There is an interesting paper by Mai Chen in NZ Lawyer Online about the pros and cons of the referendum on MMP that National has promised by 2011 – “Is the MMP referendum likely to result in electoral reform?”
The current position is that MMP has managed to operate effectively in the NZ environment. Both the parliamentarians and voters have adapted to the changed political environment.
Our political parties have learned to operate under MMP (indeed a dwindling proportion of MPs have first-hand experience of the pre-MMP era), and they have developed constitutional conventions and practices to accommodate MMP, which are now recorded in the Cabinet Manual. Our political culture is now used to â€˜agree to disagree’ provisions under different configurations of support which allow coalition governments (mostly minority governments) to govern from day to day.
The article points out the requirements to change the voting system.
Legislative requirement to change or repeal MMP (entrenched)
It does not matter if Labour and all of the minor parties, except ACT, would vote against amending or repealing MMP. National can use the majority at a public referendum to reform this entrenched provision. Under section 268(1)(f) of the Electoral Act 1993 (Act), section 168 of the Act, on the method of voting, can only be repealed or amended if passed by a majority of 75 per cent of all members of the House or if it has been passed by a majority of votes at a poll.
There is considerable discussion about the pros and cons of MMP. But as the author points out
To varying degrees, these problems could be addressed by reforming the MMP system, rather than changing to an alternative.
For the particular effect shown in the 2008 election of ACT getting a smaller vote than NZ First, but being able to get into parliament because of the Epsom electorate result. However the author also suggests that for that particular inequity :-
This could be remedied to some extent by either:
(a) Reducing the threshold to three per cent or removing the threshold altogether, which would likely result in a greater proliferation of smaller parties; or
(b) Requiring all parties to meet the five per cent threshold before they can have any List seats over and above their constituency seats. In the 2008 election, this would have meant that ACT would only have one MP, and the only minor party to obtain any List seats would be the Greens who won 6.72 per cent of the party vote.
Implementing either of these options would only require the amendment of section 191 of the Act, which is not entrenched under section 268 of the same Act.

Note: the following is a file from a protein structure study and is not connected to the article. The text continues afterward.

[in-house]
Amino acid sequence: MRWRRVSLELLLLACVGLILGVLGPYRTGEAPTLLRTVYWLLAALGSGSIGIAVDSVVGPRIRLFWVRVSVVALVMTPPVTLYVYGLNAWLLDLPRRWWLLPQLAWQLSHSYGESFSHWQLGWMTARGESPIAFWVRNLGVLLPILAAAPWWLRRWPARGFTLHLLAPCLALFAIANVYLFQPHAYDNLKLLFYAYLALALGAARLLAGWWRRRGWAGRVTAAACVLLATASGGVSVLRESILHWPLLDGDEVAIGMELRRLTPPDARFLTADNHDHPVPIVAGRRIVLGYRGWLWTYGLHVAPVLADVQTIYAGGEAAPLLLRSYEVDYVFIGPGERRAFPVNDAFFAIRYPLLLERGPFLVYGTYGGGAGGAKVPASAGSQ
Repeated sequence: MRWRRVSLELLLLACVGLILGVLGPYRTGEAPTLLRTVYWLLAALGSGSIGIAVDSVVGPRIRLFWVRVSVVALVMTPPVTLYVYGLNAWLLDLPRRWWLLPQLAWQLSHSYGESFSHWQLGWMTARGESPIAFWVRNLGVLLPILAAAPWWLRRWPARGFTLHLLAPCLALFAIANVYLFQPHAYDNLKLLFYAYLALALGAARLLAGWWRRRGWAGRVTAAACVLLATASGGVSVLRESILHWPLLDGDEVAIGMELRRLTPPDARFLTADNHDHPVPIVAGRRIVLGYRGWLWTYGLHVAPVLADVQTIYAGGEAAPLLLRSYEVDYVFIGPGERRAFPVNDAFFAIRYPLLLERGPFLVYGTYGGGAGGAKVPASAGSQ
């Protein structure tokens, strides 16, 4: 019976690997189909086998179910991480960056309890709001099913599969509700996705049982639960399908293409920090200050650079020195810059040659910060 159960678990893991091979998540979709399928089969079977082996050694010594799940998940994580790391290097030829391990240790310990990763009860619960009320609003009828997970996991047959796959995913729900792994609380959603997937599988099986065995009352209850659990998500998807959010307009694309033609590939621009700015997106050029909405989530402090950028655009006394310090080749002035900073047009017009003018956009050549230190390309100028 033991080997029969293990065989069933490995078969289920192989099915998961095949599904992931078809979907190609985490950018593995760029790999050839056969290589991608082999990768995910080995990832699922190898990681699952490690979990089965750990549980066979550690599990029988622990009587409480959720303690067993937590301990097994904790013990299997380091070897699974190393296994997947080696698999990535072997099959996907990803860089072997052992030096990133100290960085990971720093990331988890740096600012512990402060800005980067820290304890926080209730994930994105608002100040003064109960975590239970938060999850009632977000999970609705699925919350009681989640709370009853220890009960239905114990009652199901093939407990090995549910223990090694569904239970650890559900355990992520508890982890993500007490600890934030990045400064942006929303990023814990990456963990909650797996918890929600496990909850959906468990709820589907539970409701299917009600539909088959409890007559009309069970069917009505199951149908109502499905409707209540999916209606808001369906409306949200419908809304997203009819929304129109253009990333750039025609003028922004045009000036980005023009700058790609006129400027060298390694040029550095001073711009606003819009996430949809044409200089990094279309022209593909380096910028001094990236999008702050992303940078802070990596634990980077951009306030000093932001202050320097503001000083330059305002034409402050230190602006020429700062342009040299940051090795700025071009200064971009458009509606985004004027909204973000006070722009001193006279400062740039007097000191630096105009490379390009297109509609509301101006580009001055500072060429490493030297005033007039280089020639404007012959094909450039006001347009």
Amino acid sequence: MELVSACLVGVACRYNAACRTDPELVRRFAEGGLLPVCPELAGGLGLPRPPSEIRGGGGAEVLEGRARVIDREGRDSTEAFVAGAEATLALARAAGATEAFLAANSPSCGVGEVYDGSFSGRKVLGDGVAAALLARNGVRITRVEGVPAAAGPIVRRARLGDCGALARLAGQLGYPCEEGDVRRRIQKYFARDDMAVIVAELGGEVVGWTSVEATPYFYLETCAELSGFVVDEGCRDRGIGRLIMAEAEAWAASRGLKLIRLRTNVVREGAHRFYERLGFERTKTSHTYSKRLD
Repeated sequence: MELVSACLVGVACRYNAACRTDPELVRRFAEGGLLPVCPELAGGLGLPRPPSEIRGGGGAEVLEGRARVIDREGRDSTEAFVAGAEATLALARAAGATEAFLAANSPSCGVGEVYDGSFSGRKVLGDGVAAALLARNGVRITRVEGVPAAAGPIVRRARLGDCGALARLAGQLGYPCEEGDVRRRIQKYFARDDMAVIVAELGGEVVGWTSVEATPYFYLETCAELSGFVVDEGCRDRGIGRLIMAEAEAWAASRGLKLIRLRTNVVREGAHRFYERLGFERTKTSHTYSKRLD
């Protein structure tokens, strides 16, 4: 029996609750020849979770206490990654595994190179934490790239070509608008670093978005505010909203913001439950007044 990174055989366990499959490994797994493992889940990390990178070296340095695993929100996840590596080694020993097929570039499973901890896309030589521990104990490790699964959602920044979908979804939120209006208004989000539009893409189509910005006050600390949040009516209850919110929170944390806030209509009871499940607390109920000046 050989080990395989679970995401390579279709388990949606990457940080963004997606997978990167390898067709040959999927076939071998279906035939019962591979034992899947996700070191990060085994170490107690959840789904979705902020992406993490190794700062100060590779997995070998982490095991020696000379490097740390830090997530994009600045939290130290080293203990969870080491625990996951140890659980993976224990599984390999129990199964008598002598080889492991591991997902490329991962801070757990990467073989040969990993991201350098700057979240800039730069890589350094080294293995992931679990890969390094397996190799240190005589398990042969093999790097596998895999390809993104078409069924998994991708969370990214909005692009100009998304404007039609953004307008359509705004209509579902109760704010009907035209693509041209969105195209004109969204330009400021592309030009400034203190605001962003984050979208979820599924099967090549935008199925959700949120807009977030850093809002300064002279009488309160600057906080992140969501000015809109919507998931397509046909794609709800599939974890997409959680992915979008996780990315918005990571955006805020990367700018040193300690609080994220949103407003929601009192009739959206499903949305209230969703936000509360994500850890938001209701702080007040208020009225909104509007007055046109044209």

In other words, with a simple act of parliament.
In discussing the Supplementary Member system that John Key has said would be included in the referendum, there was an interesting analysis of the effect at the 2008 election. Effectively it would have allowed National to govern on its own with a comfortable majority (which is probably why Key favours it being on the referendum list), but with all of the same parties represented in parliament.
The conclusion of the article is
The 1986 report of the Royal Commission on Electoral Reform was entitled Towards a Better Democracy. After five MMP elections, it is time to ask whether our democracy has been improved, and if there are further changes that would make it still better. Hence, a referendum, and the debate and discussion it will engender, is welcome. However, the stability of recent MMP governments suggests that while voters may want to contemplate significant tweaking of the MMP system, they are less likely to clamour for fundamental change involving a switch to another electoral system.
I cannot see any particular reason to switch voting systems. There are a few inequites that would be nice to iron out, especially winning an electorate seat and then pulling in list seats. That would get rid of a lot of the tail wagging the dog issues shown with ACT, United Future or Progressives with single electorate MP’s bringing in list MP’s (NZ First managed to poll above 5% except for the last election). However where that has happened, the public has steadily cut back the party percentage votes over time.
There doesn’t seem to me to be any major move in the public to want to shift to a full First Past the Post, or partial FPP system like Single Transferable Vote. The Supplementary Member system looks more like an opportunist system to retain power in the major parties that seems unlikely to interest a voting public used to coalitions. The most likely outcome of a referendum would probably be to keep the status quo.